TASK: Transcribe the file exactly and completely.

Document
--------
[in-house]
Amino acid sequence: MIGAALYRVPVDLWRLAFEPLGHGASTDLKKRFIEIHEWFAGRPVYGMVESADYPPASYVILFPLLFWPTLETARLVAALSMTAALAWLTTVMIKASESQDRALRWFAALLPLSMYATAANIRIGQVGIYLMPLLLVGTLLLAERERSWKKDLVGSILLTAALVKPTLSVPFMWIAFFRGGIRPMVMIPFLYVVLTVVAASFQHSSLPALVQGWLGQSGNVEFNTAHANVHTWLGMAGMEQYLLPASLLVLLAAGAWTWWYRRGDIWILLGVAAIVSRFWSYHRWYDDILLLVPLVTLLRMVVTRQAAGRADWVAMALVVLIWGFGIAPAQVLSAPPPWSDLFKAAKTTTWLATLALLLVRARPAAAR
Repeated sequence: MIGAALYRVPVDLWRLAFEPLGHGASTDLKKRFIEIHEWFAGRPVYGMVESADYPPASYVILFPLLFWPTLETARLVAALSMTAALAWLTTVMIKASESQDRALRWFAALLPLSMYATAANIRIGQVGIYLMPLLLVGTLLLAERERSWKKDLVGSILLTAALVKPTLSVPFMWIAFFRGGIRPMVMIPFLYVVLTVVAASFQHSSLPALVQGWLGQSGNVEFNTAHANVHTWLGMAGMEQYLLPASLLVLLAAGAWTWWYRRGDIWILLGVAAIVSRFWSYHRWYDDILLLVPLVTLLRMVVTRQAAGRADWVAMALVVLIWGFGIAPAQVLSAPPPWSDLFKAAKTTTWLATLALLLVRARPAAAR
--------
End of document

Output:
[in-house]
Amino acid sequence: MIGAALYRVPVDLWRLAFEPLGHGASTDLKKRFIEIHEWFAGRPVYGMVESADYPPASYVILFPLLFWPTLETARLVAALSMTAALAWLTTVMIKASESQDRALRWFAALLPLSMYATAANIRIGQVGIYLMPLLLVGTLLLAERERSWKKDLVGSILLTAALVKPTLSVPFMWIAFFRGGIRPMVMIPFLYVVLTVVAASFQHSSLPALVQGWLGQSGNVEFNTAHANVHTWLGMAGMEQYLLPASLLVLLAAGAWTWWYRRGDIWILLGVAAIVSRFWSYHRWYDDILLLVPLVTLLRMVVTRQAAGRADWVAMALVVLIWGFGIAPAQVLSAPPPWSDLFKAAKTTTWLATLALLLVRARPAAAR
Repeated sequence: MIGAALYRVPVDLWRLAFEPLGHGASTDLKKRFIEIHEWFAGRPVYGMVESADYPPASYVILFPLLFWPTLETARLVAALSMTAALAWLTTVMIKASESQDRALRWFAALLPLSMYATAANIRIGQVGIYLMPLLLVGTLLLAERERSWKKDLVGSILLTAALVKPTLSVPFMWIAFFRGGIRPMVMIPFLYVVLTVVAASFQHSSLPALVQGWLGQSGNVEFNTAHANVHTWLGMAGMEQYLLPASLLVLLAAGAWTWWYRRGDIWILLGVAAIVSRFWSYHRWYDDILLLVPLVTLLRMVVTRQAAGRADWVAMALVVLIWGFGIAPAQVLSAPPPWSDLFKAAKTTTWLATLALLLVRARPAAAR